Given today’s global economy, and the unique challenges that come with it, business leaders must prepare themselves for the next phase of enterprise management. To advance how global organizations manage innovation and strategy, Quid user Peter Evans understands the value of new technologies. In his recent collaboration with The Center for Global Enterprise, Peter identifies advanced visualization, like Quid, as a fundamental tool for today’s executives. Below you will find an excerpt from their book, ‘Growing Global: Lessons for the New Enterprise,’ where he explores how and why visual analytics has grown in importance. For more insight into how contemporary corporations leverage strategic planning and competitive intelligence, read the full text on Amazon by clicking here.

Finding Strategic Insight Through Advanced Visualizations

by Peter C. Evans, PhD

A valuable tool, which is only growing in importance, is visual analytics. For years, charts, graphs and dashboards have been a standard way to synthesize and present data to managers and executives. Throughout history, there are powerful examples of graphics being used to advance business decision-making, some vivid examples of which have been captured and recorded in classic works like Edward Tufte’s The Visual Display of Quantitative Information. (Many of these were a labor of love and painstakingly drawn by hand.) In the 1970s and 1980s, hand renderings gave way to computer representations. A variety of stock graphics were introduced into spreadsheet programs. PowerPoint decks with a parade of graphics from bar charts to exploding pie charts became a ubiquitous feature of business meetings. While these software programs provided basic charts reasonably well, they had a variety of limitations — such as the inability to perform more advanced visualization and the limited amount of data the programs could manage.

In the past decade, there have been significant advances in developing more sophisticated visualization tools. This has partly been driven by need, as the flood of big data has overwhelmed traditional tools. It has also been driven by a focus on connecting a growing array of database architectures and handling more complex business problems. For example, there were more than 2.6 million patents filed in 2013 and over 8.7 million were in force worldwide, with a growing number coming from new geographies such as China.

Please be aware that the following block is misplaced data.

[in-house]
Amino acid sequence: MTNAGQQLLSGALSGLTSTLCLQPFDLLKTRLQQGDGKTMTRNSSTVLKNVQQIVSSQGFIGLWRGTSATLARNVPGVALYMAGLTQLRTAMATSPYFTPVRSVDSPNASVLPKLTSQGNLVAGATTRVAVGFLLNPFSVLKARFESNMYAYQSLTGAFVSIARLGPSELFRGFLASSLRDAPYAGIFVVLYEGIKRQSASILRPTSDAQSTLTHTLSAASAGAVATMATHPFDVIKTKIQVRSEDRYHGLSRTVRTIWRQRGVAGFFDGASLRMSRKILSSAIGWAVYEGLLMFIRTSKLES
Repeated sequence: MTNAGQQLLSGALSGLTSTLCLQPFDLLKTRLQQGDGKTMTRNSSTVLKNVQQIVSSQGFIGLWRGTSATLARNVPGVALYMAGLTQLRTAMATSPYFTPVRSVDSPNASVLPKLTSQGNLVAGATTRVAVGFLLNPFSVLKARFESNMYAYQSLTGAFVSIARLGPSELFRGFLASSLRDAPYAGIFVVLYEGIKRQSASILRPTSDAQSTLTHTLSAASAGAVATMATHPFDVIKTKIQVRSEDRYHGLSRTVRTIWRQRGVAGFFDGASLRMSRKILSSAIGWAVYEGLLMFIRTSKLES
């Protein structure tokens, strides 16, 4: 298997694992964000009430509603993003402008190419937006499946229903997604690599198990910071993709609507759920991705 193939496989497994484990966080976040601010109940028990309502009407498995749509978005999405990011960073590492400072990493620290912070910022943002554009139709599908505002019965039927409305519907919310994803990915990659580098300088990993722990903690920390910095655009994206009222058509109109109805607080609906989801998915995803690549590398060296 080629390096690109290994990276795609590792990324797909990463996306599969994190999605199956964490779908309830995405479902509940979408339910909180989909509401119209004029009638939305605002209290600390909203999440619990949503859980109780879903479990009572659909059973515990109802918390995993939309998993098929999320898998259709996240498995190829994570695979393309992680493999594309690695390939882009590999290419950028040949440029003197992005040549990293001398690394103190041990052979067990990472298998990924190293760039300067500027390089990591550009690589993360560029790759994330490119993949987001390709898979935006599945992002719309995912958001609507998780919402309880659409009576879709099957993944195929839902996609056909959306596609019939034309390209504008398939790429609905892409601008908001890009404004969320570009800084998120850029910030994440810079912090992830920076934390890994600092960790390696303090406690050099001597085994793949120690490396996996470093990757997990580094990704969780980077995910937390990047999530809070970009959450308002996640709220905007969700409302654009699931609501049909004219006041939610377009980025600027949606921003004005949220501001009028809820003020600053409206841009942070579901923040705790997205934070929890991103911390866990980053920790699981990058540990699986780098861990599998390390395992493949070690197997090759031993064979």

Visual analytics provide a way to explore, discover, and understand not only the volume of patents but the growing complexity that arises from lawsuits, and counter-suits, claiming infringement of intellectual property. This is particularly true in rapidly changing areas such as smartphones. There is also demand arising from the growing complexity of other important business domain areas, such as supply chains, alliance patterns, and business ecosystems. Finally, senior management has been an important driver. Executives are requesting that their strategy teams provide more sophisticated visualization to support strategic planning.

Growth in advanced visual analytics has also been driven by rapidly improving capability. Innovations in computer graphics make it possible to visualize complex dynamics of firms — enhancing the ability to map out firms’ relation- ships with each other and drive strategy. Visualization techniques also enable management and analysts to explore, discover, and understand inter-firm networks for an enterprise, specific market segments or countries, and the entire business ecosystem.

In the past, these visualization techniques were only available as custom applications developed by skilled computer scientists. More recently, there have been a growing number of standardized commercial applications that are available to enterprises. These techniques have been used to differentiate the contexts and intents of the data to be visualized. New techniques and tools are also emerging that utilize exciting new visualization and animations to visually depict a story about data that far exceeds the standard charts, graphs, and dashboards. In the process, visual analytics can take data to the next step to support more sophisticated hypothesis generation, sense making, and discovery.